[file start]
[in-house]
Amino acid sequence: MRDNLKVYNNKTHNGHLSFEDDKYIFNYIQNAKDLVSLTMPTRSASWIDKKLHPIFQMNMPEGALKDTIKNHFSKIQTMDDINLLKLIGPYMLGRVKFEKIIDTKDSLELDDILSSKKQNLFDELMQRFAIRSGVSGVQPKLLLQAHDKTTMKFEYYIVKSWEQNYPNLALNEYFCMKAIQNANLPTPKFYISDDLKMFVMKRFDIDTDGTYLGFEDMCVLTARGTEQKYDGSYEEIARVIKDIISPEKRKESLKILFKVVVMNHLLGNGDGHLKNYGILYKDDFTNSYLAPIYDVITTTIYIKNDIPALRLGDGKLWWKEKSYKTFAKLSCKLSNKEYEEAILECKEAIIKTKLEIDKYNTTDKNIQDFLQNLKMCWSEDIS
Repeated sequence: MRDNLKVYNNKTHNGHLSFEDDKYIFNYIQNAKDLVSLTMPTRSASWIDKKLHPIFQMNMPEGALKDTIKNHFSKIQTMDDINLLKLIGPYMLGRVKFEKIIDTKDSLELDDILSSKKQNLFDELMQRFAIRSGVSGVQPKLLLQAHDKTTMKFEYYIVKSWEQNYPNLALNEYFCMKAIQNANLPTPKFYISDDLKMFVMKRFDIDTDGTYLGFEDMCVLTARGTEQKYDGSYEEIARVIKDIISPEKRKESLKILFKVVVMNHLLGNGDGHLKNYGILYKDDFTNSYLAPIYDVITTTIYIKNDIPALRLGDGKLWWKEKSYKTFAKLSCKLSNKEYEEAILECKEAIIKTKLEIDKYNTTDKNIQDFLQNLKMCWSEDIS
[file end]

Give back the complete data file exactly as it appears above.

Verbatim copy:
[in-house]
Amino acid sequence: MRDNLKVYNNKTHNGHLSFEDDKYIFNYIQNAKDLVSLTMPTRSASWIDKKLHPIFQMNMPEGALKDTIKNHFSKIQTMDDINLLKLIGPYMLGRVKFEKIIDTKDSLELDDILSSKKQNLFDELMQRFAIRSGVSGVQPKLLLQAHDKTTMKFEYYIVKSWEQNYPNLALNEYFCMKAIQNANLPTPKFYISDDLKMFVMKRFDIDTDGTYLGFEDMCVLTARGTEQKYDGSYEEIARVIKDIISPEKRKESLKILFKVVVMNHLLGNGDGHLKNYGILYKDDFTNSYLAPIYDVITTTIYIKNDIPALRLGDGKLWWKEKSYKTFAKLSCKLSNKEYEEAILECKEAIIKTKLEIDKYNTTDKNIQDFLQNLKMCWSEDIS
Repeated sequence: MRDNLKVYNNKTHNGHLSFEDDKYIFNYIQNAKDLVSLTMPTRSASWIDKKLHPIFQMNMPEGALKDTIKNHFSKIQTMDDINLLKLIGPYMLGRVKFEKIIDTKDSLELDDILSSKKQNLFDELMQRFAIRSGVSGVQPKLLLQAHDKTTMKFEYYIVKSWEQNYPNLALNEYFCMKAIQNANLPTPKFYISDDLKMFVMKRFDIDTDGTYLGFEDMCVLTARGTEQKYDGSYEEIARVIKDIISPEKRKESLKILFKVVVMNHLLGNGDGHLKNYGILYKDDFTNSYLAPIYDVITTTIYIKNDIPALRLGDGKLWWKEKSYKTFAKLSCKLSNKEYEEAILECKEAIIKTKLEIDKYNTTDKNIQDFLQNLKMCWSEDIS